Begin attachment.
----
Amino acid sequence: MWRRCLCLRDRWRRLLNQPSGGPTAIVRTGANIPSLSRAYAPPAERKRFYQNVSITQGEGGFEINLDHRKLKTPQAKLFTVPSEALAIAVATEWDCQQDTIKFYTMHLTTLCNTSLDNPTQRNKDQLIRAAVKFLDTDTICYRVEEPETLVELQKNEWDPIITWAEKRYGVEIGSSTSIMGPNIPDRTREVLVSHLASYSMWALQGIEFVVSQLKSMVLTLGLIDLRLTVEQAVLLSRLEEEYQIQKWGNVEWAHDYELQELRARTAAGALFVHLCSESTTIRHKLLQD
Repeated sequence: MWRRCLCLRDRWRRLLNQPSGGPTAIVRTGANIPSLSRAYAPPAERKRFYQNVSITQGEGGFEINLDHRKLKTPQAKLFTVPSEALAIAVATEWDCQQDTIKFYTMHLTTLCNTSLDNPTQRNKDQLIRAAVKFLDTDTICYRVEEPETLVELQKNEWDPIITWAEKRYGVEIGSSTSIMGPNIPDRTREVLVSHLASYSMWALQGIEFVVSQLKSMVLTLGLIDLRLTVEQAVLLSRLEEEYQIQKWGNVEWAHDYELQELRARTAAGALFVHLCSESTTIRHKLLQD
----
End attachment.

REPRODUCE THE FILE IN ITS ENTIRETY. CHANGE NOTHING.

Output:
Amino acid sequence: MWRRCLCLRDRWRRLLNQPSGGPTAIVRTGANIPSLSRAYAPPAERKRFYQNVSITQGEGGFEINLDHRKLKTPQAKLFTVPSEALAIAVATEWDCQQDTIKFYTMHLTTLCNTSLDNPTQRNKDQLIRAAVKFLDTDTICYRVEEPETLVELQKNEWDPIITWAEKRYGVEIGSSTSIMGPNIPDRTREVLVSHLASYSMWALQGIEFVVSQLKSMVLTLGLIDLRLTVEQAVLLSRLEEEYQIQKWGNVEWAHDYELQELRARTAAGALFVHLCSESTTIRHKLLQD
Repeated sequence: MWRRCLCLRDRWRRLLNQPSGGPTAIVRTGANIPSLSRAYAPPAERKRFYQNVSITQGEGGFEINLDHRKLKTPQAKLFTVPSEALAIAVATEWDCQQDTIKFYTMHLTTLCNTSLDNPTQRNKDQLIRAAVKFLDTDTICYRVEEPETLVELQKNEWDPIITWAEKRYGVEIGSSTSIMGPNIPDRTREVLVSHLASYSMWALQGIEFVVSQLKSMVLTLGLIDLRLTVEQAVLLSRLEEEYQIQKWGNVEWAHDYELQELRARTAAGALFVHLCSESTTIRHKLLQD